Dale Jarrett Racing Adventure places novice passengers alongside professional drivers for ride-along experiences on Talladega Superspeedway. At 2.66 miles around, Talladega Superspeedway is the largest oval racetrack in the Sprint Cup Series and is well-known throughout motorsports. Passengers circumnavigate the speedy circle at speeds of up to 175 mph aboard real racecars once owned by such drivers as Mark Martin, Michael Waltrip, and Bobby Labonte. Before embarking, riders receive safety training and suit up in a full fire suit complete with a helmet with facemask and Hans Device, the same head restraint used by professional heavy-metal guitarists. Talladega Superspeedway is located next to the International Motorsports Hall of Fame, which is open daily to visitors.
When camped out at a picturesque St. Louis spot—from an old barn to the iconic Arch—Brian K. Owens sees more than just the opportunity to take a pretty picture. The fine-art photographer and owner of STLPhotoArt grasps for stories in each of his photos, stories that he seeks to bring to his clients through commercial shoots and instill in his students during photography classes. The shutterbug guides beginning shooters through Forest Park and the St. Louis Zoo, dispensing photography know-how along the way. Owens also lends his talented eye to elegantly capture moments at weddings, engagements, and knight-christening ceremonies.
Xtreme Xperience was founded by a pair of car aficionados who understand the thrill of commanding a $253,000 piece of four-wheeled poetry in motion, like the Lamborghini LP560. They know that exaggerating the pronunciation of Porsche is only half as fun as horsewhipping its 530 horsepower from 0 to 60 miles per hour in just 3.3 seconds. They realize that the Ferrari F430's supercharged Launch Control console button is too irresistible not to push coming out of every red light and into every dark, quiet, and hopefully vacant train tunnel. The smooth, spaceship-esque aluminum body shell of the Audi R8 makes them appreciate how discreet something like 782 rivets, 382 self-tapping screws, and more than 300 feet of welding can be. The people at Xtreme Xperience also regularly upgrade their supercar experience, providing a safe way to not only participate in automobile exhilaration, but to also supply curious drivers and riders with information about the luxury automotive and racing worlds.
A driver curls his fingers around the steering wheel, takes a deep breath, and places his foot onto the peddle, bringing a mechanical beast to life. The screech of burning rubber, roar of an 500-horsepower engine, and the silent rush of adrenaline block out the rest of the world, allowing the driver to focus entirely on the run. As he battles the g-force, the realization hits that he has just achieved a lifelong dream: He is a drag racer.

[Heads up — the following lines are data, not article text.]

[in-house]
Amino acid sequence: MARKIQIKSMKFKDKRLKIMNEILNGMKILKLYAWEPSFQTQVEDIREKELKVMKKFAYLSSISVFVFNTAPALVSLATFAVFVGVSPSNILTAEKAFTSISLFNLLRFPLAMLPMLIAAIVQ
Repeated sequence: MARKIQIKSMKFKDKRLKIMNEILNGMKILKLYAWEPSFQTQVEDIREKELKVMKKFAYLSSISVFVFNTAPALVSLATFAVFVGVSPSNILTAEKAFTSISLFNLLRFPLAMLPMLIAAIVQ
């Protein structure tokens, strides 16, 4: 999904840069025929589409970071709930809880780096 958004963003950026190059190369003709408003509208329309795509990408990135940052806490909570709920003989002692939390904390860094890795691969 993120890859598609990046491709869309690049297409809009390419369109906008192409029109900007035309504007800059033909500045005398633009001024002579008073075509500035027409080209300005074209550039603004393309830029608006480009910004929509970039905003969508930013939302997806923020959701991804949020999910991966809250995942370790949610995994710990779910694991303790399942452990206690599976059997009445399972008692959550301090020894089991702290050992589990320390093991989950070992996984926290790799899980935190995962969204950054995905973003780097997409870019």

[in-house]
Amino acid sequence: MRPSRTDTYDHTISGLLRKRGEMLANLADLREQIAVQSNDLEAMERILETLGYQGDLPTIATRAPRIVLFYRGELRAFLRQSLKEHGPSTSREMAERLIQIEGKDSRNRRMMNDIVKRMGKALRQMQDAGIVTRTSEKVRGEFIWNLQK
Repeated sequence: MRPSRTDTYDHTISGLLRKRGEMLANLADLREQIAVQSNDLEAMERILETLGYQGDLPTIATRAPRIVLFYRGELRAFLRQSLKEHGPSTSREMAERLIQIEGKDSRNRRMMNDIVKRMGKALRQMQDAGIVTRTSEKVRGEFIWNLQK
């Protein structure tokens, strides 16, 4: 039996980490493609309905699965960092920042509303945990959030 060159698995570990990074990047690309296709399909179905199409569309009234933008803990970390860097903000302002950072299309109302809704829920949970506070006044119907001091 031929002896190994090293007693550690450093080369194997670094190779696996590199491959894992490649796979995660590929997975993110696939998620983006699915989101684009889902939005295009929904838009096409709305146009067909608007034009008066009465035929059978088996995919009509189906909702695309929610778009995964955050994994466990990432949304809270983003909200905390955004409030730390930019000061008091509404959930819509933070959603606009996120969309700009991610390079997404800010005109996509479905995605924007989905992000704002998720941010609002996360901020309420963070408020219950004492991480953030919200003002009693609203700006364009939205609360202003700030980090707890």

Doug Foley first noticed the lack of a comprehensive drag-racing training center in 1997, and he took it upon himself to fill the void. Along with a team of instructors, Foley lets novices ride shotgun or drive themselves to taste drag racing for the first time. Once the new racers are hooked, a lineup of beginner to advanced classes licenses students for everything from junior dragsters, to door cars and A-fueled dragsters. Through these efforts, Foley and his team ready drivers to compete in professional races and fulfill a dream.
Above all else, Bikram Yoga emphasizes personal growth and development?not competition and comparison. That means newcomers are welcome to attend alongside experienced practitioners. Although the sessions at Bikram Yoga St. Louis may seem like a more physical challenge at first, the goal is for students to recognize and strengthen the connection that exists between the mind, body, and spirit. This progress does bolster physical fitness, but also creates a restorative and relaxing experience.
Fire. Hammers. A pottery wheel. Some of humanity?s most elemental and primitive tools, yet into the 21st century they remain. And Craft Alliance Center of Art + Design Director Of Education Programs, Luanne Rimel, attests that they?re some of the coolest. With each season?s catalog of classes, some of the most popular, according to Rimel, let students play with fire, hammer metal into jewelry, or shape a lump of clay into something as fundamentally beautiful as a baby seal mimicking the Mona Lisa?s wry smirk.
At Craft Alliance, the focus is art in all its forms. Whether the tool is the raw flame fusing cut copper or a Mac loaded with Photoshop image-editing software, the intention to inspire and to create remains the same. Its two locations schedule seasonal terms with four- to six-week classes, as well as intensive workshops and children?s classes. Guiding each student along his or her adventure, skilled faculty instruct from experience. Most are working artists who exhibit their work and who have reaped their experience from the trenches of the art world.
Craft Alliance is not just empowering people with knowledge; they are also helping people make mugs, bowls, wooden spinning tops, rings, rugs, and digital photo albums. Many of these things are practical and serve a functional purpose. But many do not?they?re just beautiful things, like vestigial tails. A good number of these pieces are created by hand and are meant to remind us, as Rimel remarked, that everyone can do something different from their everyday, workaday lives by adding beauty to a world that truly needs it.
The student and faculty artists are the backbone of the Craft Alliance community, which in 2014 celebrates its 50th anniversary. The Grand Center location represents a regeneration of an arts district already pillared by the Fabulous Fox Theatre, Powell Symphony Hall, and St. Louis University.